RTC makes history in icing testing transition
By Ms. Christy Barnett (ATEC)July 22, 2019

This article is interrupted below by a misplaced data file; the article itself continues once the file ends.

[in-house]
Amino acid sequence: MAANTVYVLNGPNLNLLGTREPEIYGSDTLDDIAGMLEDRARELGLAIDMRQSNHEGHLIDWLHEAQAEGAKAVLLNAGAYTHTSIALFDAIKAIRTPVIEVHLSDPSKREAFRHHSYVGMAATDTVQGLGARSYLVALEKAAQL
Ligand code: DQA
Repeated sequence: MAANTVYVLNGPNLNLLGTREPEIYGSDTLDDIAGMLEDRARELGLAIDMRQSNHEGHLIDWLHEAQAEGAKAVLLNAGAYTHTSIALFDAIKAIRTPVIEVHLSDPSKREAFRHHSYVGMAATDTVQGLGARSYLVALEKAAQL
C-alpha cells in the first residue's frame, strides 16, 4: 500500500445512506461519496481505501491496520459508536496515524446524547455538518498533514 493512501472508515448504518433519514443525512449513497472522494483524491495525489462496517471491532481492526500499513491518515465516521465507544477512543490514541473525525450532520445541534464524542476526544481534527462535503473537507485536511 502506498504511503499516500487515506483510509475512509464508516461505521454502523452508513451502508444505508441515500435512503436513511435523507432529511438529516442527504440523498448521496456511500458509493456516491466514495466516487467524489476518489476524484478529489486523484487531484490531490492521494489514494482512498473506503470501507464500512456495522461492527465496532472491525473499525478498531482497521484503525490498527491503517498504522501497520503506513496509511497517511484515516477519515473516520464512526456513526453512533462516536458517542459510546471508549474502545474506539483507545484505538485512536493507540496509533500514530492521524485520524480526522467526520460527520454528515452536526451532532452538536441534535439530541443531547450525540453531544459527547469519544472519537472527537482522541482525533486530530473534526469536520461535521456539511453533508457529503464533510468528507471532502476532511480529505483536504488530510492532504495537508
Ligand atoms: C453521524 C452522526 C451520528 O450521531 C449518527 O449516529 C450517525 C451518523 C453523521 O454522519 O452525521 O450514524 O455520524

A Chinook with an orange boom spraying a light mix of water on a trailing helicopter is a familiar sight in the skies of the Upper Peninsula of Michigan during the winter months.Since the early 1970's, airborne artificial and natural icing testing has been conducted by the U.S. Army in Fairbanks, Arkansas; Moses Lake, Seattle, and Spokane, Washington; and Edwards Air Force Base, California; and in Duluth, Minnesota from 1983 to 2014, until the hangar facility was no longer available. Testing has been conducted in Marquette, Michigan at K.I. Sawyer International Airport since 2015.Training for those tests happens here in North Alabama by highly-skilled experimental test pilots, flight test engineers, and flight engineers from the U.S. Army Redstone Test Center's (RTC) Aviation Flight Test Directorate. But this year, the training underway is a little different. In fact, it's history in the making.The icing system -- the 'orange boom' -- known as the Helicopter Icing Spray System, or HISS -- is the same one that's been used for years. Eagle-eyed observers will notice it's the bird in the sky that's different this year.RTC is moving this system from the legacy CH-47D helicopter to the current generation F-model platform.The flight training underway over Huntsville and Decatur is designed to discover and document any changes to flight characteristics between the CH-47D and CH-47F while flying with the HISS installed."We need to verify that the airworthiness of the F [CH-47F] is the same, or better than the D-model [CH-47D], while flying with the HISS boom installed," explained RTC Flight Test Engineer Kimberly Hanks."The thing we figured would cause us the biggest problem was the Automatic Flight Control System (AFCS) -- in a D model, and in prior models, this system was operated by an analog computer. Boeing designed and built a digital AFCS, which we qualified here. In switching from analog to digital in the past, we've run into problems. That's one of the things we are watching," explained Lynn Hanks, experimental test pilot at RTC.The HISS is a system designed to provide artificial icing conditions and is used as part of icing certification for military and civilian aircraft. The HISS creates a controlled-cloud environment through which the test aircraft flies. The effects of ice accumulation and shedding are then documented with onboard instrumentation and photography."This transition to the new platform has been a major undertaking and the result of years of planning and preparation," said Lt. Col. Cornelius Allen, Jr., commander of RTC's Aviation Flight Test Directorate. "RTC not only has the only HISS aircraft in the world, but more importantly, we have the world's leading experts in maintaining the aircraft and conducting icing testing. Without our experts here, this transition would not have been possible. Their hard work has been critical to the success of this mission."The HISS system on the new Chinook will be ready for testing this October in Marquette, Michigan.